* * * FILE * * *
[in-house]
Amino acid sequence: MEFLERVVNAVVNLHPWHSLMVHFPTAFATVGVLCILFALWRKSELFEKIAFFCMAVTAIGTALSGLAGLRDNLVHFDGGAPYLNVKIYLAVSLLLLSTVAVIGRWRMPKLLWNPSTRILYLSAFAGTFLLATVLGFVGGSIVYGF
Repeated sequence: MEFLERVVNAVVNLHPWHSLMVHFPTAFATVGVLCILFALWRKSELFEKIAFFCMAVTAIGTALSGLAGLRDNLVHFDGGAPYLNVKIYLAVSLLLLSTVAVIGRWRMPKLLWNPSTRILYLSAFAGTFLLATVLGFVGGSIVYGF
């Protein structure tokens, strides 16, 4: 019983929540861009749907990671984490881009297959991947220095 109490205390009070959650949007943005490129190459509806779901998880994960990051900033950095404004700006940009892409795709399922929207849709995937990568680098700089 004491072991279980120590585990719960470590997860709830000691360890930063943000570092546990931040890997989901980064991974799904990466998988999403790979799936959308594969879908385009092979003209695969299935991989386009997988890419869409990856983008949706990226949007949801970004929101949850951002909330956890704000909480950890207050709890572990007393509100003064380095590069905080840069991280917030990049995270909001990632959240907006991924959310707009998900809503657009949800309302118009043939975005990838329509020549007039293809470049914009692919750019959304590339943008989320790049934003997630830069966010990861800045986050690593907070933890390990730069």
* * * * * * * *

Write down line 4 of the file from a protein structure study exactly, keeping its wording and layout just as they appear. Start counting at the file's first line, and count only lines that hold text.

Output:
């Protein structure tokens, strides 16, 4: 019983929540861009749907990671984490881009297959991947220095 109490205390009070959650949007943005490129190459509806779901998880994960990051900033950095404004700006940009892409795709399922929207849709995937990568680098700089 004491072991279980120590585990719960470590997860709830000691360890930063943000570092546990931040890997989901980064991974799904990466998988999403790979799936959308594969879908385009092979003209695969299935991989386009997988890419869409990856983008949706990226949007949801970004929101949850951002909330956890704000909480950890207050709890572990007393509100003064380095590069905080840069991280917030990049995270909001990632959240907006991924959310707009998900809503657009949800309302118009043939975005990838329509020549007039293809470049914009692919750019959304590339943008989320790049934003997630830069966010990861800045986050690593907070933890390990730069």